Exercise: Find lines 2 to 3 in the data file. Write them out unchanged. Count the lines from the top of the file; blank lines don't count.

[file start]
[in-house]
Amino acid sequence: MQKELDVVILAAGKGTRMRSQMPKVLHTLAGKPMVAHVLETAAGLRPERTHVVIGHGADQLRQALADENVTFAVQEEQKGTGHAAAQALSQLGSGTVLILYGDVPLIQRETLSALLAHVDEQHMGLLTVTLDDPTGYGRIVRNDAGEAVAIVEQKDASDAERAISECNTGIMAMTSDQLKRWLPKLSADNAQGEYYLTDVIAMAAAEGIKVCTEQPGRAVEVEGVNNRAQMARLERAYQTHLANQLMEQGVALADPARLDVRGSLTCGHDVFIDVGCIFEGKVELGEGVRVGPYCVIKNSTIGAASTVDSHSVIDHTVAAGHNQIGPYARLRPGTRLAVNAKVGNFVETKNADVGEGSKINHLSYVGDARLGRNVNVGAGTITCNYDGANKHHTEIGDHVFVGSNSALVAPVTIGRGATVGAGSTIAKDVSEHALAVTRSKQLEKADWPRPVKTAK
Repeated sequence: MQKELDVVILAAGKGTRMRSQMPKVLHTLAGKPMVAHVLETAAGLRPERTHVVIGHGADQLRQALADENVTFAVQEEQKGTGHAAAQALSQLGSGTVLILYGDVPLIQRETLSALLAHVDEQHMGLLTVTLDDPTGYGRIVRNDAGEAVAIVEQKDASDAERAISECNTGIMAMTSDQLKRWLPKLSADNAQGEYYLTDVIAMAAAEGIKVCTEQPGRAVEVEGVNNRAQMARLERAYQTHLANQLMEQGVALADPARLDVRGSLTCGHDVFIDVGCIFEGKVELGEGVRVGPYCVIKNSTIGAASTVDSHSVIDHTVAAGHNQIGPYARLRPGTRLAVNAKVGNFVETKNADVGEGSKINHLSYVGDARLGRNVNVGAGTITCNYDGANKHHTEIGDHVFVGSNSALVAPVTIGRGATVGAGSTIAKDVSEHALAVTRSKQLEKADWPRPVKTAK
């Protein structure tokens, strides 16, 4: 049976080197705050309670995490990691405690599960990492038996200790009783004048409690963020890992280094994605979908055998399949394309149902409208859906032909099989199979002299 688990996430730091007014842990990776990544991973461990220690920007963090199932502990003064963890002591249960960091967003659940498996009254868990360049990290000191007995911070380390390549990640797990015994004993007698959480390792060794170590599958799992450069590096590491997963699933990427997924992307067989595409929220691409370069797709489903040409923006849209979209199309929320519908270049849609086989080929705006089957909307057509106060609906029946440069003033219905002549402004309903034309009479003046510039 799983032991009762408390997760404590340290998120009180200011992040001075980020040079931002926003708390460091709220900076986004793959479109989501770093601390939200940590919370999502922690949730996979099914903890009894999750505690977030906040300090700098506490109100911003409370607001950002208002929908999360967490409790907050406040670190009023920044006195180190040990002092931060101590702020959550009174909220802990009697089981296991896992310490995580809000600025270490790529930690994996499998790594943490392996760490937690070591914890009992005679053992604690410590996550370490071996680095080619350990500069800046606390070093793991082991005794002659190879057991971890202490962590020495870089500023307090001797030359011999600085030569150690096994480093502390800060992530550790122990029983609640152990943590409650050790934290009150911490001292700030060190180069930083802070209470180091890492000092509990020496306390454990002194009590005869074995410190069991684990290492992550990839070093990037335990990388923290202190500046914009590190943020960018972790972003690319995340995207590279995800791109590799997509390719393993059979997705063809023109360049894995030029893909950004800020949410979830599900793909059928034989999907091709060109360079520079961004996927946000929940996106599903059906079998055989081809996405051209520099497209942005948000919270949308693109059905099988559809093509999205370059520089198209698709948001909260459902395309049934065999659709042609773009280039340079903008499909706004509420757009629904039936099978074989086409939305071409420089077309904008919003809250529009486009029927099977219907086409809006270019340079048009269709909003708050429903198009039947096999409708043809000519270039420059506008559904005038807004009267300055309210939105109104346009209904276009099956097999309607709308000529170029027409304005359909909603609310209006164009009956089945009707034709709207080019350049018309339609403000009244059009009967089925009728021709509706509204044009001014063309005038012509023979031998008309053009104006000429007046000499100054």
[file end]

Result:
Amino acid sequence: MQKELDVVILAAGKGTRMRSQMPKVLHTLAGKPMVAHVLETAAGLRPERTHVVIGHGADQLRQALADENVTFAVQEEQKGTGHAAAQALSQLGSGTVLILYGDVPLIQRETLSALLAHVDEQHMGLLTVTLDDPTGYGRIVRNDAGEAVAIVEQKDASDAERAISECNTGIMAMTSDQLKRWLPKLSADNAQGEYYLTDVIAMAAAEGIKVCTEQPGRAVEVEGVNNRAQMARLERAYQTHLANQLMEQGVALADPARLDVRGSLTCGHDVFIDVGCIFEGKVELGEGVRVGPYCVIKNSTIGAASTVDSHSVIDHTVAAGHNQIGPYARLRPGTRLAVNAKVGNFVETKNADVGEGSKINHLSYVGDARLGRNVNVGAGTITCNYDGANKHHTEIGDHVFVGSNSALVAPVTIGRGATVGAGSTIAKDVSEHALAVTRSKQLEKADWPRPVKTAK
Repeated sequence: MQKELDVVILAAGKGTRMRSQMPKVLHTLAGKPMVAHVLETAAGLRPERTHVVIGHGADQLRQALADENVTFAVQEEQKGTGHAAAQALSQLGSGTVLILYGDVPLIQRETLSALLAHVDEQHMGLLTVTLDDPTGYGRIVRNDAGEAVAIVEQKDASDAERAISECNTGIMAMTSDQLKRWLPKLSADNAQGEYYLTDVIAMAAAEGIKVCTEQPGRAVEVEGVNNRAQMARLERAYQTHLANQLMEQGVALADPARLDVRGSLTCGHDVFIDVGCIFEGKVELGEGVRVGPYCVIKNSTIGAASTVDSHSVIDHTVAAGHNQIGPYARLRPGTRLAVNAKVGNFVETKNADVGEGSKINHLSYVGDARLGRNVNVGAGTITCNYDGANKHHTEIGDHVFVGSNSALVAPVTIGRGATVGAGSTIAKDVSEHALAVTRSKQLEKADWPRPVKTAK